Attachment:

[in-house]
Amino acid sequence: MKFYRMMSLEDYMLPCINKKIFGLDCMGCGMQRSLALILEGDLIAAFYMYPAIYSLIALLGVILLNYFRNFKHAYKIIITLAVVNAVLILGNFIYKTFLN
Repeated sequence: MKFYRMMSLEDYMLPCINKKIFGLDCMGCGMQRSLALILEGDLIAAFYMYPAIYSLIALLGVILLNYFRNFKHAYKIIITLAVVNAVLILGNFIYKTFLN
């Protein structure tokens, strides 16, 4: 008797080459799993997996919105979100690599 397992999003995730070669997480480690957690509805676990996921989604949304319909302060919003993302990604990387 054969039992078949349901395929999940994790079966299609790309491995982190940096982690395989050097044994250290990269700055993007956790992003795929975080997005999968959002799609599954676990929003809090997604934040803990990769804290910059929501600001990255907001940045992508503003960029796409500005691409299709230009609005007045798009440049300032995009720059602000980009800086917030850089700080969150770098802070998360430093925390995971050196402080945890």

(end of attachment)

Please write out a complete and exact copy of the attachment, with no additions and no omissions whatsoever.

[in-house]
Amino acid sequence: MKFYRMMSLEDYMLPCINKKIFGLDCMGCGMQRSLALILEGDLIAAFYMYPAIYSLIALLGVILLNYFRNFKHAYKIIITLAVVNAVLILGNFIYKTFLN
Repeated sequence: MKFYRMMSLEDYMLPCINKKIFGLDCMGCGMQRSLALILEGDLIAAFYMYPAIYSLIALLGVILLNYFRNFKHAYKIIITLAVVNAVLILGNFIYKTFLN
């Protein structure tokens, strides 16, 4: 008797080459799993997996919105979100690599 397992999003995730070669997480480690957690509805676990996921989604949304319909302060919003993302990604990387 054969039992078949349901395929999940994790079966299609790309491995982190940096982690395989050097044994250290990269700055993007956790992003795929975080997005999968959002799609599954676990929003809090997604934040803990990769804290910059929501600001990255907001940045992508503003960029796409500005691409299709230009609005007045798009440049300032995009720059602000980009800086917030850089700080969150770098802070998360430093925390995971050196402080945890």